Like running the vacuum or taking long drives to nowhere, talking tax policy can be a great way to induce sleep.
But the upcoming loss of a tax break for elected officials across Canada has several Haida Gwaii councillors sitting up in their seats.
Starting Jan. 1, the federal government will cancel a long-standing tax exemption for provincial legislators, mayors, councillors, school trustees, regional district directors, and other elected officials.
Currently, instead of filing expenses, most of those elected officials pay no tax on a third of their pay.
The idea was that for most elected officials, a one-third tax break is easier to manage than having everyone file claims for the many expenses related to their civic duties.
But in 2017, the Liberal government decided to scrap the tax break, saying it was unfair because it “provides an advantage that other Canadians do not enjoy.”
The change opened a whole can of worms.
First, local representatives faced the question — should they get a raise to offset the loss and keep their pay unchanged?
Second, since the ever-uncomfortable issue was already on the table, are they due for a further raise anyway?
Shortly before B.C.’s local government elections in October, the outgoing Haida Gwaii school board voted yes to an offsetting pay raise.
Starting in 2019, the chair of the school board will receive $14,758, the vice-chair will receive $13,109, and trustees will each receive $12,000.
In Masset, where council pay hasn’t budged in over a decade, the outgoing mayor Andrew Merilees suggested back in May that it was high time for a budge.
“I think the time to do it is now, as we go into a new election trying to attract more people,” Merilees said, after suggesting a raise from $7,000 to $12,000 for mayor and a raise from $3,850 to $6,000 for councillors.
But when it came to a vote in September, Councillor Bret Johnston abstained, leaving the council without quorum.
“I really feel uncomfortable voting on my own raise,” Johnston said at the time.
After being re-elected in October, Johnston and his fellow councillors voted in November to send the issue to a special three-person citizen’s group. Besides a raise, the group will consider whether future council pay should automatically increase to cover inflation.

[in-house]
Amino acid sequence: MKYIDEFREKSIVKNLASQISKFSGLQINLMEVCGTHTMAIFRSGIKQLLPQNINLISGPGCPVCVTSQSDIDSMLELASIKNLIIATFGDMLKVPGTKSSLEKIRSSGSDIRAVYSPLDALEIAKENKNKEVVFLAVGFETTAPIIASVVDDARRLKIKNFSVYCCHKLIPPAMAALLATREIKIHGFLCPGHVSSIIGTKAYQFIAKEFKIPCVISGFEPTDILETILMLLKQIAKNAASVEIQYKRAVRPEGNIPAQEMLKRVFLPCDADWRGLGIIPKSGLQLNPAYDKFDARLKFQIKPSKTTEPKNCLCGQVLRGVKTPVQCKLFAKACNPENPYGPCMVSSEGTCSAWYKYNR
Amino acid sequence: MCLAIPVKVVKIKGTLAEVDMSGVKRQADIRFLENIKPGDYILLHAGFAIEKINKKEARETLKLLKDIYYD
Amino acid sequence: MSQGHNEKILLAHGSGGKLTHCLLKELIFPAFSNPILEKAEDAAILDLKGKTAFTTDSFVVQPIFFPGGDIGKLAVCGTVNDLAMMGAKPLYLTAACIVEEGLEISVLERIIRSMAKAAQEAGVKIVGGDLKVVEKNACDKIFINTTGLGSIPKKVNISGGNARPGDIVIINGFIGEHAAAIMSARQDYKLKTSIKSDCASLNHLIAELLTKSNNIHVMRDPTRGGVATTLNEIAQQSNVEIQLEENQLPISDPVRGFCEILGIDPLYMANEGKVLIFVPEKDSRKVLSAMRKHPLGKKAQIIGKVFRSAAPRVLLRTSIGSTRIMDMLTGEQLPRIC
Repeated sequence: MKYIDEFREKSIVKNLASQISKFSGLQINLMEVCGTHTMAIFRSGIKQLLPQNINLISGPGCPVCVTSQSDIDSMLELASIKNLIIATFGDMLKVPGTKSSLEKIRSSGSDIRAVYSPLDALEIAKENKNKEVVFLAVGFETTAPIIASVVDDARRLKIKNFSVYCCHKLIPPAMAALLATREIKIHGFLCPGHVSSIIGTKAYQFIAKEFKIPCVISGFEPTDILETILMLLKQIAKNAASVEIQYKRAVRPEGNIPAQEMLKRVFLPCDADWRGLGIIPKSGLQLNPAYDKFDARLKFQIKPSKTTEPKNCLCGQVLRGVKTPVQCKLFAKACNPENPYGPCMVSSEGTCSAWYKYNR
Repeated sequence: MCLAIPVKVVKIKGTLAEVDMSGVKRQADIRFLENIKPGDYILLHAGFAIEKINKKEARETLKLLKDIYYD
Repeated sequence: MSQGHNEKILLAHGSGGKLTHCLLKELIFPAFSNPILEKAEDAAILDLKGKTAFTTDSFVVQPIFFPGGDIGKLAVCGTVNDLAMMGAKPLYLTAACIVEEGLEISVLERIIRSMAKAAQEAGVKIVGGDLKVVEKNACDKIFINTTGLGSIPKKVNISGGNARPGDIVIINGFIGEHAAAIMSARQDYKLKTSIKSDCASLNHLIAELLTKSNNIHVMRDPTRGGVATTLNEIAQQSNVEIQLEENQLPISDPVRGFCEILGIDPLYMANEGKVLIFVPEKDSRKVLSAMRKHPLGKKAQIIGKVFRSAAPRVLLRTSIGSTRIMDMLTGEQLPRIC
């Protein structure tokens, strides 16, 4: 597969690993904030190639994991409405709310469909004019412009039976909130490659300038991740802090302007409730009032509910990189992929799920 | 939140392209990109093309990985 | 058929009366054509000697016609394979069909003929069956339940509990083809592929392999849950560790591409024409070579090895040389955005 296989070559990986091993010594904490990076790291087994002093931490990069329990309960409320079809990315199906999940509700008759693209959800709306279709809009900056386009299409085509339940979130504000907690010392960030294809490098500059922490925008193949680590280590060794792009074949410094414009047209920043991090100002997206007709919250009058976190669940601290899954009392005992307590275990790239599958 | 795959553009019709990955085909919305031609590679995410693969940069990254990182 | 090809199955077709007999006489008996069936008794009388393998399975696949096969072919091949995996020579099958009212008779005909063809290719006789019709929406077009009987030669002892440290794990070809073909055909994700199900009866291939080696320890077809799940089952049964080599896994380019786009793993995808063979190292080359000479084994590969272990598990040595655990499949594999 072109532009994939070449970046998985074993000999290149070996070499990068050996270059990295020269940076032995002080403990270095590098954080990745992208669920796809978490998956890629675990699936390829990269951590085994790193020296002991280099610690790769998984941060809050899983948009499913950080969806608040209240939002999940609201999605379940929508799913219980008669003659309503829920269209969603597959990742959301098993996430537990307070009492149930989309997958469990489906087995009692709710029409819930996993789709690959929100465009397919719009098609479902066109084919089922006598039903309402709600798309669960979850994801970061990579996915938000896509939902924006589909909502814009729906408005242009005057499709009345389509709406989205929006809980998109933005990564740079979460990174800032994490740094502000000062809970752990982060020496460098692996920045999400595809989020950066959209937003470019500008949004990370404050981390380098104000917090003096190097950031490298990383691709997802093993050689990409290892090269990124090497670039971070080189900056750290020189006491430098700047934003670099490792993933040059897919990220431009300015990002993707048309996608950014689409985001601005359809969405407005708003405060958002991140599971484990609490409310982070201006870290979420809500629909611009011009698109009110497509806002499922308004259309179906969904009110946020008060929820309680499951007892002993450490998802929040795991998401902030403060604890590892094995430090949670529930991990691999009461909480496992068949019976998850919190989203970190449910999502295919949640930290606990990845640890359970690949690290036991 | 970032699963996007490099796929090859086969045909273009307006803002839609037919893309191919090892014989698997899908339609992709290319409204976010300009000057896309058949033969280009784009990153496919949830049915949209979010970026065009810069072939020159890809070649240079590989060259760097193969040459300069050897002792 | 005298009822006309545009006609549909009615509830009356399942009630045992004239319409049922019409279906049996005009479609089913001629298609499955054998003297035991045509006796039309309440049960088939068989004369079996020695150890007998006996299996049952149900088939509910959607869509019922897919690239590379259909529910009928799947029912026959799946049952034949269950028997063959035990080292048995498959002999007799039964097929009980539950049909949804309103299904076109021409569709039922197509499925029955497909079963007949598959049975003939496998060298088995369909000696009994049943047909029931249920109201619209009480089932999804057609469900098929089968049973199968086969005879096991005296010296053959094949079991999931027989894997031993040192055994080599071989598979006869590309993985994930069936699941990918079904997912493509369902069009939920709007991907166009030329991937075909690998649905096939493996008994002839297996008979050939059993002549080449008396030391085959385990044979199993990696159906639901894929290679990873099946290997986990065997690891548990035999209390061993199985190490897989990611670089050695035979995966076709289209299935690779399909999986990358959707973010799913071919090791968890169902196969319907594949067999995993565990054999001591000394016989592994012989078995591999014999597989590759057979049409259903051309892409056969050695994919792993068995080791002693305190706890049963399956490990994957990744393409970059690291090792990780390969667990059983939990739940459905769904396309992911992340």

In Queen Charlotte, where the mayor is paid $8,174 and councillors $5,008 a year, the raise question fell to the newly elected council, who voted unanimously in November to leave the pay unchanged.
“I’m not really into it costing people in the community more,” said Councillor Lisa Pineault.
“I don’t think any of us are here for the money,” said Councillor Devin Rachar.
“I know it seems like a small amount, but it’s just a matter of tax creep,” said Councillor Jesse Embree.
But speaking from the audience at the close of the meeting, former mayor Carol Kulesha raised a counterpoint.
“I remember this from previous councils — we’re all very noble when we sit up there, especially in the beginning,” Kulesha said.
Echoing the discussion in Masset, Kulesha said the problem is magnified because councils are always unwilling to vote themselves a raise, so the pay goes unchanged for years until finally there is a sudden, extra-uncomfortable jump.
But Kulesha said there is another issue.
“You want to make sure that people who have very little money can also serve on council,” she said. “You have to keep that in mind.”
Kulesha suggested and Mayor Kris Olsen agreed that it would be a good idea, in the future, to send the issue to a select committee.
So far, the pay issue has not come up at Port Clements council, where the mayor is paid $5,000 and councillors $3,000 a year.
Chief Administrative Officer Ruby Decock did suggest putting it on the council’s agenda last year.
“The councillors volunteer a lot of their time,” Decock said.
However, the outgoing council declined to look at it, largely because of bad timing — Port Clements was in the midst of losing several forestry jobs.
Most recently, the issue came up at the December North Coast Regional District meeting, where the directors voted in favour of an offsetting pay raise, noting that the extra tax burden is just 20 cents for the average valued residential property.
The total pay for the entire 10-member board is $160,568.
While staff recommended the raise and it passed, the vote was not unanimous, with Director and Queen Charlotte Mayor Kris Olsen voting against.
“I don’t think it should be on the taxpayers,” he said.